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    GLOBALFOUNDRIES (GF) manufactures all of AMD’s processors right now, as it was previously the manufacturing arm of AMD.  Now that it is spun off, we see that their overall process philosophy is basically unchanged when it comes to CPUs.  AMD could not afford to do what Intel does with process tech, and so they had to take a “small steps” method to improving their lines.  Instead of spending billions to create a new, advanced process at once (as Intel does) and leave it basically unchanged throughout its useful existence, AMD integrated new technologies into existing nodes.  So when AMD would make a jump to a new process, it was not nearly as large in terms of thermals and transistor switching performance as compared to what Intel experienced.  Those processes would however improve sometimes dramatically throughout its useful existence.  GF is essentially keeping that method intact.

    Thuban will stay in the 125 watt TDP range, even though it looks like we will see 3.0+ GHz speeds.  GF apparently has included a new materials technology in the process line that it uses for Thuban.  GF has been a leading manufacturer of SOI (Silicon on Insulator) in the industry, and they have relied upon that to minimize gate leakage.  It seems as though GF has added another wrinkle to their 45 nm SOI process, and that is the further use of low-k dielectrics.  This again adds to the efficacy of SOI by lowering leakage.  It does not improve upon transistor switching performance though.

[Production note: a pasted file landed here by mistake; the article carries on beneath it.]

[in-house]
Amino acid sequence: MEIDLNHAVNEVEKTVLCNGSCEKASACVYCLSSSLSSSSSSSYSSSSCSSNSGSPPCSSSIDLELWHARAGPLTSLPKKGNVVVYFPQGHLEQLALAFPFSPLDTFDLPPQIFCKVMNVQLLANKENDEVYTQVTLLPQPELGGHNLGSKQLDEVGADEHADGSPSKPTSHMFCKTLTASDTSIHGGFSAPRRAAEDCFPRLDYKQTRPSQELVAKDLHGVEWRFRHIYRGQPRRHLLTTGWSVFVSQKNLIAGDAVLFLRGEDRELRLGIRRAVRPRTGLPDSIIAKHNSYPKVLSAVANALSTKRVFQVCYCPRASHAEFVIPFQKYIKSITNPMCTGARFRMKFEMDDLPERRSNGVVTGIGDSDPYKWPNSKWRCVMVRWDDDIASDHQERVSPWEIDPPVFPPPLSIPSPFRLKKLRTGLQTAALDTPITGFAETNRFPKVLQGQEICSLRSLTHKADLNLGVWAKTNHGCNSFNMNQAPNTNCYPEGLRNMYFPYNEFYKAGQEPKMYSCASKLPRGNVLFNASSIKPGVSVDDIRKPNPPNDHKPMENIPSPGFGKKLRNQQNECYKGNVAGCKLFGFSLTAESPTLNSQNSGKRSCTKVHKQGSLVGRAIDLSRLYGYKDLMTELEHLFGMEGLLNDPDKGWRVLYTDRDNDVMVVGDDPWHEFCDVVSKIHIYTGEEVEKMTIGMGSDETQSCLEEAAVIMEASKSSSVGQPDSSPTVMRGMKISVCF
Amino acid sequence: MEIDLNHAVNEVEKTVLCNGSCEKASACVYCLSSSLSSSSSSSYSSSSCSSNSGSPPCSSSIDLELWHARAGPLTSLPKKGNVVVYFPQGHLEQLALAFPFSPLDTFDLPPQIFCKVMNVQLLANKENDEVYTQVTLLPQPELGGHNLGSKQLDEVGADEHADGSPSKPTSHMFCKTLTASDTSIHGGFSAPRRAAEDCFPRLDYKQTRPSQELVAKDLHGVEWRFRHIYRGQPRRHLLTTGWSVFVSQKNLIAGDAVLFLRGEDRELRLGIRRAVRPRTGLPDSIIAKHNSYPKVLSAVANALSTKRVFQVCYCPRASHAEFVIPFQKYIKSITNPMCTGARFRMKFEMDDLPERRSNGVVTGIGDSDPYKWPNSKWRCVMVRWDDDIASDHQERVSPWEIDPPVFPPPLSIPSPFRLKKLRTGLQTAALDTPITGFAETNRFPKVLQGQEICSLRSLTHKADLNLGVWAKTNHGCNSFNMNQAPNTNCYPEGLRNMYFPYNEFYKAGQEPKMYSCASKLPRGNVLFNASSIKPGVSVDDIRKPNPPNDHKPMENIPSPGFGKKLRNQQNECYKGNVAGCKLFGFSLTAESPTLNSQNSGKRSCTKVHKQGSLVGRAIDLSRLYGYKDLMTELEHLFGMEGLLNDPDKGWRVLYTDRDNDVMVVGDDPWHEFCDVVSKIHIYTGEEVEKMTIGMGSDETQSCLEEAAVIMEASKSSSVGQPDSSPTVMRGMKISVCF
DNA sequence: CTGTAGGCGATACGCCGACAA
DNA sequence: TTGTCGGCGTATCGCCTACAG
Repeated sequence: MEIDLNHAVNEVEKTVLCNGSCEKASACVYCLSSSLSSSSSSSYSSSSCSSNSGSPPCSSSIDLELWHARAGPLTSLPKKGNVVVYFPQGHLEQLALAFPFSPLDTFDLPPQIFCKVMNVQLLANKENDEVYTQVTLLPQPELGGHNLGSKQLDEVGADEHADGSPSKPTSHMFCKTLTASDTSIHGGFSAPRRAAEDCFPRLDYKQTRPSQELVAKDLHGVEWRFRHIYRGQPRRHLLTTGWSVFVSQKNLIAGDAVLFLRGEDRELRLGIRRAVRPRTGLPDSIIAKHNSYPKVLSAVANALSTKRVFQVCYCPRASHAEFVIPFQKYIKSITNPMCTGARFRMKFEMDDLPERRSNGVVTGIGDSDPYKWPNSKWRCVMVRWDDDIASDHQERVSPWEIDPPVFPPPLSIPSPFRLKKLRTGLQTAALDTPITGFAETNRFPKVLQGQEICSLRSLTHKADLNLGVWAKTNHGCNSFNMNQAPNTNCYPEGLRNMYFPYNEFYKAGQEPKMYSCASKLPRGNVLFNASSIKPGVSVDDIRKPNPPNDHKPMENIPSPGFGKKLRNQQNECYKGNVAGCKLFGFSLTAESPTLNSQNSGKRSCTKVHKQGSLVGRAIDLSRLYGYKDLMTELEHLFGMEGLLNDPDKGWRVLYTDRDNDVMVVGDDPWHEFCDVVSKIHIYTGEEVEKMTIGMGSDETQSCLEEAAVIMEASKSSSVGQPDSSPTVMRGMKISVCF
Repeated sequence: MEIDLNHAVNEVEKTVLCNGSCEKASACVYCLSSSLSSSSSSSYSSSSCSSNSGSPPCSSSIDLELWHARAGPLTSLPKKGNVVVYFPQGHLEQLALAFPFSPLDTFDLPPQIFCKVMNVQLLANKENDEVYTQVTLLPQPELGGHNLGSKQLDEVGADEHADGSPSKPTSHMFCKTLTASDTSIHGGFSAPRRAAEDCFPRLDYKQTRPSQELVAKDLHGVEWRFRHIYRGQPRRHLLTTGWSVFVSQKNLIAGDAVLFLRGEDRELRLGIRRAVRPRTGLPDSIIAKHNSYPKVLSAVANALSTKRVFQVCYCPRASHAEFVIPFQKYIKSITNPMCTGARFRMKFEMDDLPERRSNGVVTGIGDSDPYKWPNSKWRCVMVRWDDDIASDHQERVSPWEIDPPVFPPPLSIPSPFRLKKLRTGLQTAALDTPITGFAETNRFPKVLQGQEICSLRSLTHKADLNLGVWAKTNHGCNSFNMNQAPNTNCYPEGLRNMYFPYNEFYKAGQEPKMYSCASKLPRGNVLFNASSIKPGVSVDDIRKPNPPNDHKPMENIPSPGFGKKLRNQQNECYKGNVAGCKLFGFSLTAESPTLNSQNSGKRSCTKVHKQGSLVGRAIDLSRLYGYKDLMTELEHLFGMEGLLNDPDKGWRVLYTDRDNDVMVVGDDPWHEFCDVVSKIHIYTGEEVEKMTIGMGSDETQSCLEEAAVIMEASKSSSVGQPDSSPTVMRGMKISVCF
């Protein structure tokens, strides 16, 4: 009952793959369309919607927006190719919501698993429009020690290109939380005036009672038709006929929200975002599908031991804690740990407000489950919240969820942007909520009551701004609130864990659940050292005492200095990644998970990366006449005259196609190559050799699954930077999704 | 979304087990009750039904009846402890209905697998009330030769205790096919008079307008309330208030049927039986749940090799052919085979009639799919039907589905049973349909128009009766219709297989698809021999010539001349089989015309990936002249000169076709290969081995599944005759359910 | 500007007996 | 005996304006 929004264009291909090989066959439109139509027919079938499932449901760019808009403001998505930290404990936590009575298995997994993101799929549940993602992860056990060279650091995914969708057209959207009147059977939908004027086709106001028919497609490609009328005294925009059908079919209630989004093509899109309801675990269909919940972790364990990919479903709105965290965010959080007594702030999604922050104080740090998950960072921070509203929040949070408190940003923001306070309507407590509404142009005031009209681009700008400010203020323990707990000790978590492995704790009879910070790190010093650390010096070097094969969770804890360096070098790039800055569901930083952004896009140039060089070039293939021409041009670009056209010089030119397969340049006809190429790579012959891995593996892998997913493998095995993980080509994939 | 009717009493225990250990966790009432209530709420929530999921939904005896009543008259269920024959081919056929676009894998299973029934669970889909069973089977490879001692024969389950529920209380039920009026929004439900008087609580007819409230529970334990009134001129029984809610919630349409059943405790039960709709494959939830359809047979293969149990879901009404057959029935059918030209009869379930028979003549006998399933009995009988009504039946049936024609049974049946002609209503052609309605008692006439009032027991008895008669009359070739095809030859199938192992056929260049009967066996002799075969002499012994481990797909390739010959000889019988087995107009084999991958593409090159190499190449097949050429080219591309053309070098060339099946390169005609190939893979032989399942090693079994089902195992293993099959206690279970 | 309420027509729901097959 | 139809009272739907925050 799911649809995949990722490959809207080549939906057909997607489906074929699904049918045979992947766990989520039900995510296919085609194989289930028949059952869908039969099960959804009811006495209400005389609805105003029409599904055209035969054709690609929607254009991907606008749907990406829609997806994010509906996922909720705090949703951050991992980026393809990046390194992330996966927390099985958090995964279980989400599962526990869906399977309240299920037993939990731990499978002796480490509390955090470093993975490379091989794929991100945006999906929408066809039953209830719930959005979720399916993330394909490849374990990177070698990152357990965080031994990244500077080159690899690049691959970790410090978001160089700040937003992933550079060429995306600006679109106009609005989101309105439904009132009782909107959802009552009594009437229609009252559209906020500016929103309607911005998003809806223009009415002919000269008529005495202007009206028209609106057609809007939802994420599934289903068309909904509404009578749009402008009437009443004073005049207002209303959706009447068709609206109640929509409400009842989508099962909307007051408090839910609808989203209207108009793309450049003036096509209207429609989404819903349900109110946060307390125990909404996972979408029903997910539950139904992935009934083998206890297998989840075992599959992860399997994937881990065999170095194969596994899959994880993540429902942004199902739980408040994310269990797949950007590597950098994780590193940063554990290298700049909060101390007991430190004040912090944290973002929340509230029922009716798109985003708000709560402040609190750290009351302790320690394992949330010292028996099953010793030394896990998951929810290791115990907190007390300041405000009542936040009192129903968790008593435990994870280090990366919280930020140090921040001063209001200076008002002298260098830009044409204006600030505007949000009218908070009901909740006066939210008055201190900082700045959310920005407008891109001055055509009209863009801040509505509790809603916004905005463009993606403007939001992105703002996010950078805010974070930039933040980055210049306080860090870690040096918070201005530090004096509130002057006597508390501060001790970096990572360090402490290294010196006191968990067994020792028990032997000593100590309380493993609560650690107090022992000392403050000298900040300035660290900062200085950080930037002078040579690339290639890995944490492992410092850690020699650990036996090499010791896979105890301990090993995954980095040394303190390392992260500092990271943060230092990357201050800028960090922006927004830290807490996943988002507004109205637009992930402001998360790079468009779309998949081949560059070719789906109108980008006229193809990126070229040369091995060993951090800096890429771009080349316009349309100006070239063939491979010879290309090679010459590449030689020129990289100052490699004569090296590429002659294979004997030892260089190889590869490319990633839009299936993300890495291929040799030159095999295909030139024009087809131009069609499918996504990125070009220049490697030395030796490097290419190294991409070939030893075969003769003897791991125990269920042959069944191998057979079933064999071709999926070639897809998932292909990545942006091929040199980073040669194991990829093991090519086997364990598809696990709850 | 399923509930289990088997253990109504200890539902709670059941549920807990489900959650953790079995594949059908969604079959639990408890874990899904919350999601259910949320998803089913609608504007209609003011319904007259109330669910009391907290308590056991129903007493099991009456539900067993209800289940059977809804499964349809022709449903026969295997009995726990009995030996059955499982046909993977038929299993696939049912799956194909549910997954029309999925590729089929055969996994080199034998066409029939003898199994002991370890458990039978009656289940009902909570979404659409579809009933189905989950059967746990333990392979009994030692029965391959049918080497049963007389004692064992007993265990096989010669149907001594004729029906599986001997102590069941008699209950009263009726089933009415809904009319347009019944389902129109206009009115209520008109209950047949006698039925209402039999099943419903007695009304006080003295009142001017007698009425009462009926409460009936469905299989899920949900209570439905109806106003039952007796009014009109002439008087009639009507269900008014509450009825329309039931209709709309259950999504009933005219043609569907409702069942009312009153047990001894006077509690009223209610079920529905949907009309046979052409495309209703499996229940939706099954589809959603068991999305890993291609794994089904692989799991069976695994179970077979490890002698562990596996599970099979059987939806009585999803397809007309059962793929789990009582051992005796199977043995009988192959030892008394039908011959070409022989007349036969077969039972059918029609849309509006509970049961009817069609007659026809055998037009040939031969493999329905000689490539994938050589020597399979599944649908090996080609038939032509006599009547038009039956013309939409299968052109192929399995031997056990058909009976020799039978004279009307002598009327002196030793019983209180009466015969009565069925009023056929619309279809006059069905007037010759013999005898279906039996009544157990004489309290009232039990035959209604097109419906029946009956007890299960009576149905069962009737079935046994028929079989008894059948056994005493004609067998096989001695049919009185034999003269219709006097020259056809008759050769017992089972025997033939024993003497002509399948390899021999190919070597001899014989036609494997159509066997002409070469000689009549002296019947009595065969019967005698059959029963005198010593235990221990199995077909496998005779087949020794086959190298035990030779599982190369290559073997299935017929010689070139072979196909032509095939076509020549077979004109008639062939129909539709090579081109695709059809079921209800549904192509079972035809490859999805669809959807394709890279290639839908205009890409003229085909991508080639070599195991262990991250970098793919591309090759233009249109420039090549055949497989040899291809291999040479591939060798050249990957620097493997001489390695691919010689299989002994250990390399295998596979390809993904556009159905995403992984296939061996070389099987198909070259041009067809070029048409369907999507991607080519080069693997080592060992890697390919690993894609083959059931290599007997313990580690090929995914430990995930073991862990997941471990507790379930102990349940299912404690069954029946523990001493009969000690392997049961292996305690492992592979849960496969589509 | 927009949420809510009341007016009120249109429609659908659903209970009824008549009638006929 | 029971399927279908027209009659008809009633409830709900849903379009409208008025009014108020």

This is not a huge technological feat, as quite a few other processes around the world utilize low-k dielectrics.  But this is another good example of how GF is able to inject new technologies into current process nodes to effectively keep up with Intel without spending the billions needed to develop a whole new process node from scratch.  Also, GF does a lot of other work behind the scenes in terms of their process technology which again refines the node and allows for higher speeds and better thermals even on existing products.  The improvements made by these process engineers have helped AMD to release their current quad cores in the revision C3 variant which now has a maximum clockspeed of 3.4 GHz all the while keeping in the 125 watt TDP envelope.